By John Johnson
BassFan Senior Editor
About 2 1/2 months later than the original schedule called for, the Bassmaster Elite Series will conclude its COVID-interrupted 2020 season this week at Texas' Lake Fork. The venue is a renowned big-fish mecca, but the substantial population of Florida-strain largemouth weighing 7 pounds and up are scattered and not in a particularly cooperative mood as November has arrived.
The derby was previously set to play out in June, when 25-pound bags are fairly common and a winning 4-day total with three digits on the front end would've been likely. As it stands now, though, the trophy-claimer's average might be a bit shy of 20 pounds per day.
The Angler of the Year will be determined, as will approximately 40 berths in next year's Bassmaster Classic at Lake Ray Roberts (also within the confines of the Lone Star State). The number of Elite slots allotted for the Classic could eventually go as deep as 42nd on the points list depending on double-qualifiers, but that won't be fully determined until after the final Bassmaster Open in early December.
Tennessee's David Mullins, who's in his 7th year on the tour, tops the AOY race with 623 points in pursuit of his first title. Austin Felix (the leading contender for Rookie of the Year) is 2nd with 618, followed by Texas veteran Clark Wendlandt with 607. Wendlandt was a three-time AOY during his lengthy stint on the FLW Tour.
Before taking a closer look at the bite, here's some info on the fishery.
BassFan Lake Profile
> Lake name: Lake Fork Reservoir
> Type of water: Manmade impoundment of a tributary of the Sabine River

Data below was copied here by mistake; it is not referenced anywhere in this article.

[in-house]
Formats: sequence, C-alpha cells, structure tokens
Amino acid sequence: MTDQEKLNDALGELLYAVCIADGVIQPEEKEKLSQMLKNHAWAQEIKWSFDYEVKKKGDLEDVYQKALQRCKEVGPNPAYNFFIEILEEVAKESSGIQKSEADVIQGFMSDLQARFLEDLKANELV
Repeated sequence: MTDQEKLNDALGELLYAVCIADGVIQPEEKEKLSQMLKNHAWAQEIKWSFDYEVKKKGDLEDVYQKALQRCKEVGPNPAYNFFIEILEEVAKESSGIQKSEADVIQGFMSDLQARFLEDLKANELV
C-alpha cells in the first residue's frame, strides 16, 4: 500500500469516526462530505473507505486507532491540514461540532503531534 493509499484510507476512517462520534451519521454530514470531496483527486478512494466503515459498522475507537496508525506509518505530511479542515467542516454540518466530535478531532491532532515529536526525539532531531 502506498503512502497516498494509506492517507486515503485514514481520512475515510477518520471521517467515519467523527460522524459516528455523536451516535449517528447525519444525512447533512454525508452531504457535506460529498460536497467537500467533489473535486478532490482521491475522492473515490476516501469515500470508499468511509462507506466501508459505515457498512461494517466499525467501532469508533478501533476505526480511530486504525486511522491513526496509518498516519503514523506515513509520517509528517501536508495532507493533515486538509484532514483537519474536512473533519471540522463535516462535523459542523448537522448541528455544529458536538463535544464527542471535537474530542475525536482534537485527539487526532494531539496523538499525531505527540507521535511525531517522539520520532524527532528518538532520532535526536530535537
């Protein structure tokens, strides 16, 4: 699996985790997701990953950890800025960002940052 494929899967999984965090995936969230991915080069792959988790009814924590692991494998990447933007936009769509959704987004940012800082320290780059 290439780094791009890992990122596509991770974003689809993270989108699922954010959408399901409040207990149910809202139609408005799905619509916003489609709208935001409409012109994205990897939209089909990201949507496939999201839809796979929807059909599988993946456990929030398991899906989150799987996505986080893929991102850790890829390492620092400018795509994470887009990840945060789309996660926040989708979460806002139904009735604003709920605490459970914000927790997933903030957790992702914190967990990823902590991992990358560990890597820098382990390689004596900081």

> Surface acres: 27,600
> Primary structure/cover: Plentiful standing and submerged timber, stumps, hydrilla, milfoil, coontail, duckweed, ledges, docks, brush piles
> Primary forage: Shad, crappie, bluegill, crawfish
> Average depth: 12 to 15 feet
> Species: Largemouth
> Minimum length: Typically, a slot limit protects bass between 16 and 24 inches at Fork, but since this is a catch-weigh-release format event, the slot limit won’t be in effect
> Reputation: It was built to be a premier fishery and it’s annually considered a top bass fishing destination capable of producing double-digit bass on just about any cast
> Weather: Mostly sunny with some occasional clouds and light winds
> Water temp: High 60s
> Water visibility/color: Stained in a lot of places due to fall turnover
> Water level: 2 feet low
> Fish in: Various depths
> Fish phase: Fall
> Primary patterns: Crankbaits, rattlebaits, bladed jigs, swim jigs, conventional jigs, big worms, flipping
> Winning weight: 80 pounds (4 days)
> Cut weight (Top 40 after 2 days): 27 pounds
> Fishing quality (1=poor, 5=great): 2
> Wildcard: Big bites. Some 6- to 8-pounders will be caught, but will anyone tangle with a double-digit brute this week?
Here's a look at how Forks lays out, courtesy of Navionics:
Much Different this Time
The Elite Series visited Lake Fork 18 months ago – a time of year when the bruisers were chomping. Brandon Cobb captured his second victory of the season with a 114-pound total that included an eye-popping 37-15 haul on the final day. Runner-up Garrett Paquette also topped the 100-pound plateau.
Autumn presents a much different scenario, however, and this tournament will likely follow the theme of the other three rescheduled events that preceded it. All have taken place on destination-type fisheries, but big bags have been scarce and limits have been no sure thing.